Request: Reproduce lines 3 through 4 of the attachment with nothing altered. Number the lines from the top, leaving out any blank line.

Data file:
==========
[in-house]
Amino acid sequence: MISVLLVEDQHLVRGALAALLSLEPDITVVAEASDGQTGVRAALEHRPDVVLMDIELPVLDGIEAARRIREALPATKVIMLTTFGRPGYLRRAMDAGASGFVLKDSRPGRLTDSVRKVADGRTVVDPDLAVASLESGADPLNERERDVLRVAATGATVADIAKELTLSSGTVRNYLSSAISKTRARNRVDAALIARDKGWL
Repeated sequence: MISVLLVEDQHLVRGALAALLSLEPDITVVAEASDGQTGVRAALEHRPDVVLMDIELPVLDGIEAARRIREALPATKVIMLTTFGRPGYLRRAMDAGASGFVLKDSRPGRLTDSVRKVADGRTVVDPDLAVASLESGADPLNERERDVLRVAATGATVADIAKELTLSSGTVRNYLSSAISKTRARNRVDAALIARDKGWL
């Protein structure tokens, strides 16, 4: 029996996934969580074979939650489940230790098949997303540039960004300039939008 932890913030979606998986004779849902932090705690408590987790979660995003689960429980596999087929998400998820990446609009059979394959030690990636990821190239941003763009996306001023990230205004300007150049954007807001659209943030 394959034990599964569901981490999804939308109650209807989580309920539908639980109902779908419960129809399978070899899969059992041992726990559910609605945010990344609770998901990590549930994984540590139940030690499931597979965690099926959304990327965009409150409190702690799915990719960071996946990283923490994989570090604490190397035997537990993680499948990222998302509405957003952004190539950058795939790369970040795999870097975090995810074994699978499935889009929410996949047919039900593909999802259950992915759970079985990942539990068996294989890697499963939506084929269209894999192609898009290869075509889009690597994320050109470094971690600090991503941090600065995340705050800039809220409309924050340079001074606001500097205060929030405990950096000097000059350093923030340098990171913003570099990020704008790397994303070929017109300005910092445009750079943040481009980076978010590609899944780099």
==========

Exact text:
Repeated sequence: MISVLLVEDQHLVRGALAALLSLEPDITVVAEASDGQTGVRAALEHRPDVVLMDIELPVLDGIEAARRIREALPATKVIMLTTFGRPGYLRRAMDAGASGFVLKDSRPGRLTDSVRKVADGRTVVDPDLAVASLESGADPLNERERDVLRVAATGATVADIAKELTLSSGTVRNYLSSAISKTRARNRVDAALIARDKGWL
């Protein structure tokens, strides 16, 4: 029996996934969580074979939650489940230790098949997303540039960004300039939008 932890913030979606998986004779849902932090705690408590987790979660995003689960429980596999087929998400998820990446609009059979394959030690990636990821190239941003763009996306001023990230205004300007150049954007807001659209943030 394959034990599964569901981490999804939308109650209807989580309920539908639980109902779908419960129809399978070899899969059992041992726990559910609605945010990344609770998901990590549930994984540590139940030690499931597979965690099926959304990327965009409150409190702690799915990719960071996946990283923490994989570090604490190397035997537990993680499948990222998302509405957003952004190539950058795939790369970040795999870097975090995810074994699978499935889009929410996949047919039900593909999802259950992915759970079985990942539990068996294989890697499963939506084929269209894999192609898009290869075509889009690597994320050109470094971690600090991503941090600065995340705050800039809220409309924050340079001074606001500097205060929030405990950096000097000059350093923030340098990171913003570099990020704008790397994303070929017109300005910092445009750079943040481009980076978010590609899944780099």